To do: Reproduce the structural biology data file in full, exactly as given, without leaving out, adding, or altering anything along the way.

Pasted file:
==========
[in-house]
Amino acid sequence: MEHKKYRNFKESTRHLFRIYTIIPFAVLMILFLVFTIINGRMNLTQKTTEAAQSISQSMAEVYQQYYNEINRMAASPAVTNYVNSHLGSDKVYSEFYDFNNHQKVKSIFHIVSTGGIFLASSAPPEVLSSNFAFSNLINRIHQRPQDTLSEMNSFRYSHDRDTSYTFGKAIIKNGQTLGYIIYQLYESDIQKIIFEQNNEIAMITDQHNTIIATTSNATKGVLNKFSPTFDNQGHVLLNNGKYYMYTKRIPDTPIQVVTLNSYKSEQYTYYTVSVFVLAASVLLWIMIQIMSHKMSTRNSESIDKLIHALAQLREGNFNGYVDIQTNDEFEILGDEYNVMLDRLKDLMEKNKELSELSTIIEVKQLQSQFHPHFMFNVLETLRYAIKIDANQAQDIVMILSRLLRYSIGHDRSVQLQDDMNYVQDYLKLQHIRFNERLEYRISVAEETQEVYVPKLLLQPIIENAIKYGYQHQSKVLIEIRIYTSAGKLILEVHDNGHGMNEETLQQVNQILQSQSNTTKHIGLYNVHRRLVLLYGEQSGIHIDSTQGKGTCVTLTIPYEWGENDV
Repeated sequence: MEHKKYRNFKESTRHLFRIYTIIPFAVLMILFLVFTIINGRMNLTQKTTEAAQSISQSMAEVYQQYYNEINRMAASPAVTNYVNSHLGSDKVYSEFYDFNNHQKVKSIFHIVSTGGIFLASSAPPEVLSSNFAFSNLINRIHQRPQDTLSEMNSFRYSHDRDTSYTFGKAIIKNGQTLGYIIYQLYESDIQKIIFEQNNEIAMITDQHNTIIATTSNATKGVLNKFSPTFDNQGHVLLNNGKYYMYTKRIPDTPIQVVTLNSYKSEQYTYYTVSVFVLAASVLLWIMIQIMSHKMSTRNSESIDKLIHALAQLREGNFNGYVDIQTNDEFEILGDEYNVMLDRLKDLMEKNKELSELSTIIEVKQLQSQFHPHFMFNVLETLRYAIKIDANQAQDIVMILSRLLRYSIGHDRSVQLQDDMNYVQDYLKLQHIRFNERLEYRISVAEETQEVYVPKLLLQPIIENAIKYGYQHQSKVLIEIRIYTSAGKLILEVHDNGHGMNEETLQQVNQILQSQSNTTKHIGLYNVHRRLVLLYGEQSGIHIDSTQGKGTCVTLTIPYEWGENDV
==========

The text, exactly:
[in-house]
Amino acid sequence: MEHKKYRNFKESTRHLFRIYTIIPFAVLMILFLVFTIINGRMNLTQKTTEAAQSISQSMAEVYQQYYNEINRMAASPAVTNYVNSHLGSDKVYSEFYDFNNHQKVKSIFHIVSTGGIFLASSAPPEVLSSNFAFSNLINRIHQRPQDTLSEMNSFRYSHDRDTSYTFGKAIIKNGQTLGYIIYQLYESDIQKIIFEQNNEIAMITDQHNTIIATTSNATKGVLNKFSPTFDNQGHVLLNNGKYYMYTKRIPDTPIQVVTLNSYKSEQYTYYTVSVFVLAASVLLWIMIQIMSHKMSTRNSESIDKLIHALAQLREGNFNGYVDIQTNDEFEILGDEYNVMLDRLKDLMEKNKELSELSTIIEVKQLQSQFHPHFMFNVLETLRYAIKIDANQAQDIVMILSRLLRYSIGHDRSVQLQDDMNYVQDYLKLQHIRFNERLEYRISVAEETQEVYVPKLLLQPIIENAIKYGYQHQSKVLIEIRIYTSAGKLILEVHDNGHGMNEETLQQVNQILQSQSNTTKHIGLYNVHRRLVLLYGEQSGIHIDSTQGKGTCVTLTIPYEWGENDV
Repeated sequence: MEHKKYRNFKESTRHLFRIYTIIPFAVLMILFLVFTIINGRMNLTQKTTEAAQSISQSMAEVYQQYYNEINRMAASPAVTNYVNSHLGSDKVYSEFYDFNNHQKVKSIFHIVSTGGIFLASSAPPEVLSSNFAFSNLINRIHQRPQDTLSEMNSFRYSHDRDTSYTFGKAIIKNGQTLGYIIYQLYESDIQKIIFEQNNEIAMITDQHNTIIATTSNATKGVLNKFSPTFDNQGHVLLNNGKYYMYTKRIPDTPIQVVTLNSYKSEQYTYYTVSVFVLAASVLLWIMIQIMSHKMSTRNSESIDKLIHALAQLREGNFNGYVDIQTNDEFEILGDEYNVMLDRLKDLMEKNKELSELSTIIEVKQLQSQFHPHFMFNVLETLRYAIKIDANQAQDIVMILSRLLRYSIGHDRSVQLQDDMNYVQDYLKLQHIRFNERLEYRISVAEETQEVYVPKLLLQPIIENAIKYGYQHQSKVLIEIRIYTSAGKLILEVHDNGHGMNEETLQQVNQILQSQSNTTKHIGLYNVHRRLVLLYGEQSGIHIDSTQGKGTCVTLTIPYEWGENDV